Infant nutrition affects the microbiota-gut-brain axis: Comparison of human milk vs. infant formula feeding in the piglet model - Archive ouverte HAL Access content directly
Journal Articles Frontiers in nutrition Year : 2022

Infant nutrition affects the microbiota-gut-brain axis: Comparison of human milk vs. infant formula feeding in the piglet model

(1, 2) , (2) , (3) , (1) , (2) , (2) , (2) , (2) , (4) , (4, 5) , (2) , (1) , (1) , (2)
1
2
3
4
5
Sophie Blat
Didier Dupont

Abstract

Early nutrition plays a dominant role in infant development and health. It is now understood that the infant diet impacts the gut microbiota and its relationship with gut function and brain development. However, its impact on the microbiota-gut-brain axis has not been studied in an integrative way. The objective here was to evaluate the effects of human milk (HM) or cow’s milk based infant formula (IF) on the relationships between gut microbiota and the collective host intestinal-brain axis. Eighteen 10-day-old Yucatan mini-piglets were fed with HM or IF. Intestinal and fecal microbiota composition, intestinal phenotypic parameters, and the expression of genes involved in several gut and brain functions were determined. Unidimensional analyses were performed, followed by multifactorial analyses to evaluate the relationships among all the variables across the microbiota-gut-brain axis. Compared to IF, HM decreased the α-diversity of colonic and fecal microbiota and modified their composition. Piglets fed HM had a significantly higher ileal and colonic paracellular permeability assessed by ex vivo analysis, a lower expression of genes encoding tight junction proteins, and a higher expression of genes encoding pro-inflammatory and anti-inflammatory immune activity. In addition, the expression of genes involved in endocrine function, tryptophan metabolism and nutrient transport was modified mostly in the colon. These diet-induced intestinal modifications were associated with changes in the brain tissue expression of genes encoding the blood-brain barrier, endocrine function and short chain fatty acid receptors, mostly in hypothalamic and striatal areas. The integrative approach underlined specific groups of bacteria (Veillonellaceae, Enterobacteriaceae, Lachnospiraceae, Rikenellaceae, and Prevotellaceae) associated with changes in the gut-brain axis. There is a clear influence of the infant diet, even over a short dietary intervention period, on establishment of the microbiota-gut-brain axis.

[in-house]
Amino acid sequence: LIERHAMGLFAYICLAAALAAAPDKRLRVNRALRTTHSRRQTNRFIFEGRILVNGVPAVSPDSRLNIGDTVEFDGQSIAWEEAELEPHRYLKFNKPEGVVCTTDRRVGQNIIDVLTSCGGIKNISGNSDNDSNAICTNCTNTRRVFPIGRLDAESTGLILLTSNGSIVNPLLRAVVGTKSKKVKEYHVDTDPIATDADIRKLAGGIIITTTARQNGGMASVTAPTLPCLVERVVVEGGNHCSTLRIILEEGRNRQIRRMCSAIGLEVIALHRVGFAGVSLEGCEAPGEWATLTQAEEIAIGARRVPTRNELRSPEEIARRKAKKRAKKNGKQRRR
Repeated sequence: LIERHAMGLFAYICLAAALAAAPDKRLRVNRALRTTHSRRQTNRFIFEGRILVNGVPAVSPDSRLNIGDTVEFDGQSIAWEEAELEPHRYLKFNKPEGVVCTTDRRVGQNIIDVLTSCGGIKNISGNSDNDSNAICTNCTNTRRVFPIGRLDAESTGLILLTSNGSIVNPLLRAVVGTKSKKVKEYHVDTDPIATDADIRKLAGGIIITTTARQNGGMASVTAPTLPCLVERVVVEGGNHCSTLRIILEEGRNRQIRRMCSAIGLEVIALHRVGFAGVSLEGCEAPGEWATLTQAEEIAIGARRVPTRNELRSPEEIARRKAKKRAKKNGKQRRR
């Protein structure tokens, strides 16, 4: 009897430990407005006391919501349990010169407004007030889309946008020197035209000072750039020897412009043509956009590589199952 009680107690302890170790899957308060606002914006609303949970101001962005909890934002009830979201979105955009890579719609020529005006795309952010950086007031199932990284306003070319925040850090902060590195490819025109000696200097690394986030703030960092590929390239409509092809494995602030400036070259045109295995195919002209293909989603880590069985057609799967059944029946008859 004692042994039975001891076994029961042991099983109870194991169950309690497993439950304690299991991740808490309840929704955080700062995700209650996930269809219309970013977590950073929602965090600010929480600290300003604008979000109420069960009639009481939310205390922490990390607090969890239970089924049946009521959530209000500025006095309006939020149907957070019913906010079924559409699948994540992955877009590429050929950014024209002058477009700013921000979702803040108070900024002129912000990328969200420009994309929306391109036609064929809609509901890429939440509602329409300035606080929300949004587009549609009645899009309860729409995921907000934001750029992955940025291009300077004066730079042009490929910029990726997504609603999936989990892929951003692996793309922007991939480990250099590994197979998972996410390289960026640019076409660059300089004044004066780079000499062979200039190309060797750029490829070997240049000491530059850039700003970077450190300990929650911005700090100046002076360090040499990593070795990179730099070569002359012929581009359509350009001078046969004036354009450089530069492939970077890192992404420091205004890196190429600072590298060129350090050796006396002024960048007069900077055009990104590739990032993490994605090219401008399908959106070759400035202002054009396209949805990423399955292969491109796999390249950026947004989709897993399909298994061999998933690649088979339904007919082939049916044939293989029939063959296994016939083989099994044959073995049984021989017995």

Fichier principal
Vignette du fichier
fnut-09-976042.pdf (6.85 Mo) Télécharger le fichier
Origin : Files produced by the author(s)

Dates and versions

hal-03788402 , version 1 (26-09-2022)

Licence

Attribution - CC BY 4.0

Identifiers

Cite

Elise Charton, Alexandre Bourgeois, Amandine Bellanger, Yann Le-Gouar, Patrice Dahirel, et al.. Infant nutrition affects the microbiota-gut-brain axis: Comparison of human milk vs. infant formula feeding in the piglet model. Frontiers in nutrition, 2022, 9, ⟨10.3389/fnut.2022.976042⟩. ⟨hal-03788402⟩
31 View
9 Download

Altmetric

Share

Gmail Facebook Twitter LinkedIn More